OpEd News, By Martha Rosenberg
May 16, 2013
Once again the military and mainstream press are searching for all the reasons for troop suicides except for the quadrupling of drugs being prescribed that cause suicide. Before, during and after deployment, today’s military personnel are subject to a stew of drugs—antidepressants, antipsychotics and anticonvulsants—that carry clear suicide warnings.
Why? Because DOD and VA are Big Pharma’s last unregulated revenue stream and it’s going to get its money’s worth.
At Fort Hood, where 48,000 troops and their families are stationed, 6,000 soldiers were on antidepressants, and 1,400 were on antipsychotic drugs in 2009, reported USA Today. At Fort Bragg, where 50,000 are stationed, 4,994 troops were on antidepressants, and 664 were on antipsychotics in 2010, reported the Fayetteville Observer, adding that “many soldiers take more than one type of medication.”
“Completed suicide rates were approximately twice the base rate following antidepressant starts in VA clinical settings,” says psychiatrist Peter Breggin, who has testified at congressional hearings. SSRI antidepressants “can cause or worsen suicidality, aggression and other dangerous mental states.”
Between 2005 and 2009, half of all TRICARE (the military health plan) prescriptions for people between eighteen and thirty-four were for antidepressants and epilepsy drugs like Topamax. Prescriptions for suicide-linked Neurontin increased 56 percent, reports Military Times. In 2008, according to Military Times, 578,000 epilepsy pills and 89,000 antipsychotics were prescribed to deploying troops. Eighty-nine percent of troops with post traumatic stress disorder (PTSD) are given psychoactive drugs, and 34 percent are given antipsychotics—drugs with clear suicide warnings. A study of 887,859 VA hospital patients recommends “close monitoring” for suicide “after an antidepressant start.”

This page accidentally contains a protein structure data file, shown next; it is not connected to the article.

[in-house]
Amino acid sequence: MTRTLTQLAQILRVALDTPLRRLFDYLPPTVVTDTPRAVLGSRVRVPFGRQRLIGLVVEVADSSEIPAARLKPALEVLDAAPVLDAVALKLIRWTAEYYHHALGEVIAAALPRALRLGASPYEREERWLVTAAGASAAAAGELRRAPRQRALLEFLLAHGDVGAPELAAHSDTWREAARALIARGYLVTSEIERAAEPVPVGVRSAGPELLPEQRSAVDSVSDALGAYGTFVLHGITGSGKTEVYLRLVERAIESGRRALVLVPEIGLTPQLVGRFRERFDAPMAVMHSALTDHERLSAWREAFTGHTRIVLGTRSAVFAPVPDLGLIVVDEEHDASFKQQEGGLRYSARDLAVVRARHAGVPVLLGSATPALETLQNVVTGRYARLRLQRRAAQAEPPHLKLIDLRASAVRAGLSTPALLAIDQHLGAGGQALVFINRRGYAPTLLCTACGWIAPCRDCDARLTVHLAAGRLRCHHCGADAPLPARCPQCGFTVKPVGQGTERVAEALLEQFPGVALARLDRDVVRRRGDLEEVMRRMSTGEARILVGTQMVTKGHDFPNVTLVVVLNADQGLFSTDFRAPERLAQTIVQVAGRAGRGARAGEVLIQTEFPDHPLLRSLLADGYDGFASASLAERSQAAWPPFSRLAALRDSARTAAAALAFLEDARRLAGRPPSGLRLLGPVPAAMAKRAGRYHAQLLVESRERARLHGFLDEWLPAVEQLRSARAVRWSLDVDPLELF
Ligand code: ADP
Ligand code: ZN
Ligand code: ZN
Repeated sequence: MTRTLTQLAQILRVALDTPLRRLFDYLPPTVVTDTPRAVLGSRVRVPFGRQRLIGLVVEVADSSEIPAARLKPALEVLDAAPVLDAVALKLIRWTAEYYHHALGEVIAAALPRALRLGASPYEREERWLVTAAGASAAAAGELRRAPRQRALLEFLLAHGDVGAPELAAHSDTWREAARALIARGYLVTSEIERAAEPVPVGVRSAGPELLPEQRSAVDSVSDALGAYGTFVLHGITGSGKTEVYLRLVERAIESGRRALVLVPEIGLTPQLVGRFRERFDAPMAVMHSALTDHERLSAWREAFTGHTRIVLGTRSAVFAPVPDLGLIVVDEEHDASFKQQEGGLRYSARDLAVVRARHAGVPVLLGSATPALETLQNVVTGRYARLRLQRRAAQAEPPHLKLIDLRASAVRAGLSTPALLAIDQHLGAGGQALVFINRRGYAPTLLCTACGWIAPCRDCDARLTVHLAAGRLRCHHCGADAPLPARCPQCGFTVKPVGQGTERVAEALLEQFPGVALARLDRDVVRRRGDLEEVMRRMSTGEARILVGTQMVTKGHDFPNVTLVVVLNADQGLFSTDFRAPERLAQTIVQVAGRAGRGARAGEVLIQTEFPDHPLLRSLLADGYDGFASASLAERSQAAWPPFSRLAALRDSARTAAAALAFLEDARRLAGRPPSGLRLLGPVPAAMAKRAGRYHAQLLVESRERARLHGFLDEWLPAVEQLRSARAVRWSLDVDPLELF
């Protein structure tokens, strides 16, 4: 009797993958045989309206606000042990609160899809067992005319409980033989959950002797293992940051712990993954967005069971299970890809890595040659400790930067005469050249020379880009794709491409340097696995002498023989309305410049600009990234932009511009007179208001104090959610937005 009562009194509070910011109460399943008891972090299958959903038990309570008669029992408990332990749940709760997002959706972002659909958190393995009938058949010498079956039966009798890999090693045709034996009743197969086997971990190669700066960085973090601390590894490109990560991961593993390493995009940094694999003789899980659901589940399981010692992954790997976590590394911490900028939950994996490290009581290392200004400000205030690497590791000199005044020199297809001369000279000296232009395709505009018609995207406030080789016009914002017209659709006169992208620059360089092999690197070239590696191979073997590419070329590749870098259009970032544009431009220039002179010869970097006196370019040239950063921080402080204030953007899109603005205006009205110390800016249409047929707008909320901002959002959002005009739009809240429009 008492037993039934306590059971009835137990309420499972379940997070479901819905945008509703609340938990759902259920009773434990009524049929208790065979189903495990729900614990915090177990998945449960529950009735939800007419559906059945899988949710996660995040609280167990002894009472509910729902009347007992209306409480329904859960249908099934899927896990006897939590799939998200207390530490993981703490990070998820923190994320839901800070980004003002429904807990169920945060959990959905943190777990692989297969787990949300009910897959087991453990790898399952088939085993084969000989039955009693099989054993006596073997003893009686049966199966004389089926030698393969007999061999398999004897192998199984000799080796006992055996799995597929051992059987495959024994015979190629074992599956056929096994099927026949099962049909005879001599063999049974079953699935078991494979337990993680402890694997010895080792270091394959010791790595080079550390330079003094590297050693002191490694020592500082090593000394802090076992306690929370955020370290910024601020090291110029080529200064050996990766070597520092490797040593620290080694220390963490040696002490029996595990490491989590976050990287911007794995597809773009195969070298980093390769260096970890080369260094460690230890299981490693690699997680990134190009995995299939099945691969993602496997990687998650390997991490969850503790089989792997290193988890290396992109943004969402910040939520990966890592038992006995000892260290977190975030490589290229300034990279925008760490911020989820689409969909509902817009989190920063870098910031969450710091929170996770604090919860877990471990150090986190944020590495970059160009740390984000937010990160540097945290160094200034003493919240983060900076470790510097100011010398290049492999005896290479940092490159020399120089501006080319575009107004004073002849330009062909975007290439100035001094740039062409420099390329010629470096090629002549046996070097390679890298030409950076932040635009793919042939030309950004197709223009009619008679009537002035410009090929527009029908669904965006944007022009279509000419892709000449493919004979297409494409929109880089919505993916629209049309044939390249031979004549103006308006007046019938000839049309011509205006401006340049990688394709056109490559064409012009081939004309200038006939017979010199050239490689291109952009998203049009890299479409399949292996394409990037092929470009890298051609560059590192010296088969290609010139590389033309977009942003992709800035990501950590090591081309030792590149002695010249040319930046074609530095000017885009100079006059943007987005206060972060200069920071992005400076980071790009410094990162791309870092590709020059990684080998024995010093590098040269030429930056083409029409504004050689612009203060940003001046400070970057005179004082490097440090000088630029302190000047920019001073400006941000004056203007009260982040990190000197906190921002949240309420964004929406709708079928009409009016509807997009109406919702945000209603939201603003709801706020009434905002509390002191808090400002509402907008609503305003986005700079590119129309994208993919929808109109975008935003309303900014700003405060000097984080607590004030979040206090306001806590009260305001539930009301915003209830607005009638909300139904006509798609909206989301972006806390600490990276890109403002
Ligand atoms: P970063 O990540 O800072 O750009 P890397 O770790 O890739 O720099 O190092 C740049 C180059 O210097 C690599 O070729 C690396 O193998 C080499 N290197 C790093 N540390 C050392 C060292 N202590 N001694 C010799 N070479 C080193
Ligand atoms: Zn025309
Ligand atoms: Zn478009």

“At least one in six service members is on some form of psychiatric drug,” the Military Timnes site reported in 2010. And “many troops are taking more than one kind, mixing several pills in daily ‘cocktails’ for example, an antidepressant with an antipsychotic to prevent nightmares, plus an anti-epileptic to reduce headaches–despite minimal clinical research testing such combinations.”
One military insider, Dr. Elspeth Ritchie, a fan of SSRI antidepressants, blames access to loaded weapons and “dear John” letters for the suicides in an Astra-Zeneca funded video.
With similar denial, the VA’s Iraq War Clinician Guide says, “We recommend SSRIs as first line medications for PTSD pharmacotherapy in men and women with military-related PTSD,” and “Findings from subsequent large-scale trials with paroxetine [Paxil] have demonstrated that SSRI treatment is clearly effective both for men in general and for combat veterans suffering with PTSD.” Clearly, there is a different kind of “service” going on here–service to Big Pharma’s marketing plans.
Martha Rosenberg is a health reporter and commentator whose work has appeared in Consumers Digest, the Boston Globe, San Francisco Chronicle, Chicago Tribune, New Orleans Times-Picayune, Los Angeles Times, Providence Journal and Newsday.
Also read, Psychiatric Drugs & War: A Suicide Mission